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IDFC Bank, which is still in the early stages of conversion from NBFC to bank, needs to expand its retail franchise faster if it is to remain in the game where there are already three big private players – HDFC, ICICI and Kotak. And the bank’s managing director and chief executive officer, Rajiv Lall, admits that, as a listed entity, IDFC is under pressure to grow faster. He said as much in an interview to Mint newspaper about the need for inorganic growth: “Why would you want to wait? If I’m buying five years of hard work organically, then why wouldn’t I do it? Shareholders keep complaining your revenues are not growing fast enough. You will have to carry all stakeholders. If I were an unlisted company, I’d take all the time in the world. But I’m not.”

While consolidation in the public sector banking space is being driven by the sheer need for capital and to prop up weak banks, the private banking space is threatened by the prospect of stronger retail competition from new types of differentiated banks, including payments and small finance banks. At one end are giant mobile telephony companies like Airtel with a customer base of 325 million users (including Telenor, which it is buying), who can be targeted to become customers of the payments bank; then there are giant e-wallet companies like Paytm, which claimed over 200 million wallet users earlier this year, at the peak of demonetisation. And this is just the beginning. More payments banks will come into being this year and the next.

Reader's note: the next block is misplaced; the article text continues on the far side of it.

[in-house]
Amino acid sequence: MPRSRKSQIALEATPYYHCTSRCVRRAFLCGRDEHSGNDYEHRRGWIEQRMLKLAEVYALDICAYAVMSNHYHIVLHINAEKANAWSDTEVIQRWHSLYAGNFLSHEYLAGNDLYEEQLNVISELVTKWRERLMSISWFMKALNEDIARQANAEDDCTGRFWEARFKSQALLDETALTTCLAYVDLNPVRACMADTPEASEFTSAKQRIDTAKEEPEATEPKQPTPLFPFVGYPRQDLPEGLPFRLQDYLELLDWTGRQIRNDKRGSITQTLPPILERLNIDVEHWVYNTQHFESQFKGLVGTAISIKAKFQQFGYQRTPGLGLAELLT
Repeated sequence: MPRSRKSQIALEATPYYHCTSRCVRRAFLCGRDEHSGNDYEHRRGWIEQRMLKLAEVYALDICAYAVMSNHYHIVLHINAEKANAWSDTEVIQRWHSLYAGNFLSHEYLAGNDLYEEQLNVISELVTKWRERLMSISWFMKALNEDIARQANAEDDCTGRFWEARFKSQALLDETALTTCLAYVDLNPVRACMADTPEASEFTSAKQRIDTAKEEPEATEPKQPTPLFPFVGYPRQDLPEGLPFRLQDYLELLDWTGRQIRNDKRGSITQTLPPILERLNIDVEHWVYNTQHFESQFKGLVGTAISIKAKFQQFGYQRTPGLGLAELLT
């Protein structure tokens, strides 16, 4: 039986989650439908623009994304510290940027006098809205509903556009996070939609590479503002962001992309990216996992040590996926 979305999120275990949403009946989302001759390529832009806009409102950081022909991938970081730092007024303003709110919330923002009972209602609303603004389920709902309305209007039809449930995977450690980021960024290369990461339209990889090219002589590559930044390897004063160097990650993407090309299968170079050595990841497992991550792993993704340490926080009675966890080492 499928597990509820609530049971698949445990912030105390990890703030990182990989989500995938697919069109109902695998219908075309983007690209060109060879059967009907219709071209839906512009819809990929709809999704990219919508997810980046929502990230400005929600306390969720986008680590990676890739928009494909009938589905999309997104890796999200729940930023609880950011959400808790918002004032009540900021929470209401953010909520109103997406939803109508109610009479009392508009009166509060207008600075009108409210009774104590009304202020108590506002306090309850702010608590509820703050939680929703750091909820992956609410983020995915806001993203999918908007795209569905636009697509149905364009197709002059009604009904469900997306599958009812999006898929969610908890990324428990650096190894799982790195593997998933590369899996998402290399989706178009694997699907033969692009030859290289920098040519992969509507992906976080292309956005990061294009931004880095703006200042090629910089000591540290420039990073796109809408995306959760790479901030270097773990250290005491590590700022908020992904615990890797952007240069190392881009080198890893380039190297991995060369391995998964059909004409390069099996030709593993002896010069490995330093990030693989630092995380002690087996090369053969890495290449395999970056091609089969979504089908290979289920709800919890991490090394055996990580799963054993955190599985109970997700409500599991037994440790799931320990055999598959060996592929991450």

At the other end of the pincer are non-banks with a strong customer lending franchise, like Shriram Transport and AU Small Finance Bank, with the latter making a huge debut recently on listing with a 47 per cent jump over its IPO allotment price. At Rs 516 around mid-morning on 10 July, AU is valued at Rs 14,668 crore. The bank is into vehicle finance and lending to micro, small and medium enterprises.

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The universal banks’ franchise is about to be attacked both at the liabilities and asset ends. With big companies now able to raise money directly from the market, lending growth must come from small and medium-sized companies. This is the target segment of NBFCs who are becoming banks. On the other hand, the cheap current and savings accounts deposits of retail customers, which have been the mainstays of banks’ lower cost structure, will increasingly be nibbled at by payment banks, which can raise upto Rs 1 lakh in deposits from each customer and invest it in safe, government paper. It is only a matter of time before the Reserve Bank of India allows them to lend judiciously, or cross-sell financial products to their customers.

While the real heat from this competition will be faced by stodgy public sector banks, the private sector banks know that they will face shareholder pressures if they don’t stay with the leaders in the pack.

The IDFC Bank-Shriram merger will be a difficult one to pull off, but it is almost a necessity for the former.